Parts I & II of the title track evoke the Man’s presence in differing ways, but they share a reliance on darting and intricate unison melodies and driving rhythms, with a certain open-ended swing energy in the solos. The meters shift frequently here in a seamless way, with melodies and figures changing measure to measure from 12/16 to 9/16 to 7/16, or from 7/4 to 5/8 to 6/4. “My use of mixed meter is definitely inspired by phrasing,” Jack explains. “At first I usually write phrases without bar lines and sometimes no strict rhythm or note values, just stemless noteheads, and a ‘trademark’ of mine is using bars of 3/4 or 2/4 at the end of phrases. Often a 4/4 bar to end a phrase leaves too much space to my liking. Like birds chirping or a train riding by, there is no strict meter to life, and I like to write with that level of freedom.” Part II, at first demonstrates Hofbauer and Jack’s rhythmic like-mindedness with several minutes of duo improvisation building to a driving groove with Sabatini at the front of the sound. Jack takes an inventive drum solo midway through before Sabatini rejoins with his robust tone and carefully places echo effects. We hear individual statements from Leva and Hofbrauer as well in this rather mysterious, meandering piece. They know where they are going. We, as listeners don’t have that advantage and therein lies the joy of unpredictability. These pieces, especially Part 1, owe more to free jazz, bringing Ornette Coleman and Don Cherry to mind. In this case, those dialogues are mostly between Sabatini and Hofbrauer.
The final track, “The Epitaph,” is self-explanatory. The Twelve-foot Man is no longer here. The melody is derived from the Seikilos Epitaph, the oldest known piece of notated music, an ancient Greek melody carved into a cylindrical stele in the first or second century A.D. This melody is transformed with bold harmonies and improvisation from the ensemble. Throughout the piece, the ensemble seems to embody the words of the original Epitaph, translated from Greek to mean “While you live, shine. Have no grief at all. Life only exists for a short while. And time demands his due.” It ends with short cries and slight pattering of drums, essentially as a whimper rather than a climax. Throughout Tony Leva’s bass playing is quite interesting as he creates a variety of sounds using the bow, plucking, or in this piece playing a sinter, a low-pitched, 3-string skin covered lute associated with Morocco and Algeria.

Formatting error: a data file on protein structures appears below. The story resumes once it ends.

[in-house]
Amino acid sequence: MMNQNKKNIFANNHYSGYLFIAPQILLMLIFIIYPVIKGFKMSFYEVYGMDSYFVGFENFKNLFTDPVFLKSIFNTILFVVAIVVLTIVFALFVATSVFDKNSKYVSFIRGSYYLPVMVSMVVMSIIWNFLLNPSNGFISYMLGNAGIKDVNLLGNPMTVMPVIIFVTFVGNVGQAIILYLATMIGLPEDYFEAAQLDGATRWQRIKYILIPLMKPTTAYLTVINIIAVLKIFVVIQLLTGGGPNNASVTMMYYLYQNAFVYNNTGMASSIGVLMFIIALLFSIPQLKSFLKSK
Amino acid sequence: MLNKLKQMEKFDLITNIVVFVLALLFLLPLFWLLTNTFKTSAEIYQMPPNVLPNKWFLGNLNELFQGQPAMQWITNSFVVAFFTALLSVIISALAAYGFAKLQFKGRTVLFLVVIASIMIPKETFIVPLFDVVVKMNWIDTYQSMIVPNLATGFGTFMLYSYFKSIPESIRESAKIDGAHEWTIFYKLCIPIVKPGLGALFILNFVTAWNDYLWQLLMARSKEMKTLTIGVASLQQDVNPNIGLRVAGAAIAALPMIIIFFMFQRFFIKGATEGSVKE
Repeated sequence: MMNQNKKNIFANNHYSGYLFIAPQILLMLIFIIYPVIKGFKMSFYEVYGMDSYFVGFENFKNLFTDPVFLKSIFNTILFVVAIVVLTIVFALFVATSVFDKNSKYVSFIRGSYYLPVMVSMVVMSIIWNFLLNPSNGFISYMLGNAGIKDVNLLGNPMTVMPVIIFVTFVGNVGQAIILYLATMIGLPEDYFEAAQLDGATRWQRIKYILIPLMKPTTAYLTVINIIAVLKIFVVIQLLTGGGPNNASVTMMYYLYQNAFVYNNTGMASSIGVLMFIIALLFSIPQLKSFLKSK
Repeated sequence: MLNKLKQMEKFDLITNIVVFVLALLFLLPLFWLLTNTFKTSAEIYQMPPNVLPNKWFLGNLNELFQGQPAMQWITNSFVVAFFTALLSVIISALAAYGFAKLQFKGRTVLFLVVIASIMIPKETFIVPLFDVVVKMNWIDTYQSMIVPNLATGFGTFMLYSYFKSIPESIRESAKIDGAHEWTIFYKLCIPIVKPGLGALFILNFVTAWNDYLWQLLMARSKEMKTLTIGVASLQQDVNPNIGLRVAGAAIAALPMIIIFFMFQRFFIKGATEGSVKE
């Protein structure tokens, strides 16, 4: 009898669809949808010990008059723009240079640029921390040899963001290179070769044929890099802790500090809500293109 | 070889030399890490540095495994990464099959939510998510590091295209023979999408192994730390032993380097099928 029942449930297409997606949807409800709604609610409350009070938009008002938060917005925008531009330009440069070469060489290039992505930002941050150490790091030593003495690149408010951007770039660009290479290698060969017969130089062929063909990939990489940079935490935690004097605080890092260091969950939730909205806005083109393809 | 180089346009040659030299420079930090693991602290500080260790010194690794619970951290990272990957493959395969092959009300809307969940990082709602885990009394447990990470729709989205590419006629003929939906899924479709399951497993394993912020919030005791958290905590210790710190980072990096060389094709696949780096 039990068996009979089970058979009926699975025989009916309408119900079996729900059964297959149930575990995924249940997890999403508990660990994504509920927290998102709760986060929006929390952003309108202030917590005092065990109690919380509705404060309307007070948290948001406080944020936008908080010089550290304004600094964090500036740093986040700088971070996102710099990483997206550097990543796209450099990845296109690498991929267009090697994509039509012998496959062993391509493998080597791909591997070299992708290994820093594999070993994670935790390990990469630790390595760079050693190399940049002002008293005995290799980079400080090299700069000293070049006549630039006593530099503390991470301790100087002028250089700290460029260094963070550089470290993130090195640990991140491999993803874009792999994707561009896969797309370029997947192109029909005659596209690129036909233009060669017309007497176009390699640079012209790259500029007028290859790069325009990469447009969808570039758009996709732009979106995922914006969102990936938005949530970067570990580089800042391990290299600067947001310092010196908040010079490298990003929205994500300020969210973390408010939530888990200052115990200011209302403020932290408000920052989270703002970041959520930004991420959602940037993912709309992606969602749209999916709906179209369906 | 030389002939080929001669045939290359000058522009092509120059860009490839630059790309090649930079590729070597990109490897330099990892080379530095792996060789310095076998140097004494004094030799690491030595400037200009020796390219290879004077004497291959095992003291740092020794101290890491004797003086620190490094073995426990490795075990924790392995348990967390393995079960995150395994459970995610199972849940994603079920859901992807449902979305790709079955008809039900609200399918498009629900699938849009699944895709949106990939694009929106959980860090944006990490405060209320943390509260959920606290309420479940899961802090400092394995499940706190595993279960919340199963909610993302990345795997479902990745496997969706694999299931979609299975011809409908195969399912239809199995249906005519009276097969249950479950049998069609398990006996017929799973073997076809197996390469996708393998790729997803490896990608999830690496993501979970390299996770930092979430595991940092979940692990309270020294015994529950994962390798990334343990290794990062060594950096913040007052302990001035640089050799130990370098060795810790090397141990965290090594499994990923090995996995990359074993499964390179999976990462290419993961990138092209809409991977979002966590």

The interplay of these four players is astounding across these challenging pieces that create varying moods, not only through the music but through a judicious use of space, echo effects, and accents, sometimes when you least expect them.
- Jim Hynes
More About the Artist: (We provided background on both Jack and Hofbrauer in our Remains of Echoes review but we reprise Jack here)
Dylan Jack is a percussionist, composer and improviser participating in multiple genres within the Boston music scene. As a performer, Jack divides his attention between playing as a sideman with some of the city’s top improvisors including Charlie Kohlhase, Jeb Bishop, Bill Lowe, Eric Hofbauer, and leading his main creative outlet, the Dylan Jack Quartet.
In 2016, Jack launched the Dylan Jack Quartet, a creative music ensemble focusing on combining intricately composed segments that utilize odd meters and phrasing with plenty of space for improvisations with emphasis on each player’s individual voice and in-depth group collaborations. Jack released his first record with the quartet, Diagrams (CNM 031), in 2017 as well as a duo release with Hofbauer that we mentioned, Remains of Echoes (CNM 036) to favorable reviews in the jazz community.
Jack is also an in demand private percussion instructor on the north shore of Massachusetts as well as an Affiliated Faculty member of Emerson College where he teaches The History of Jazz. Jack received his bachelor’s degree in music from the McNally Smith College of Music in Saint Paul, Minnesota, and holds a Masters of Music in Modern American Music from the Longy School of Music of Bard College.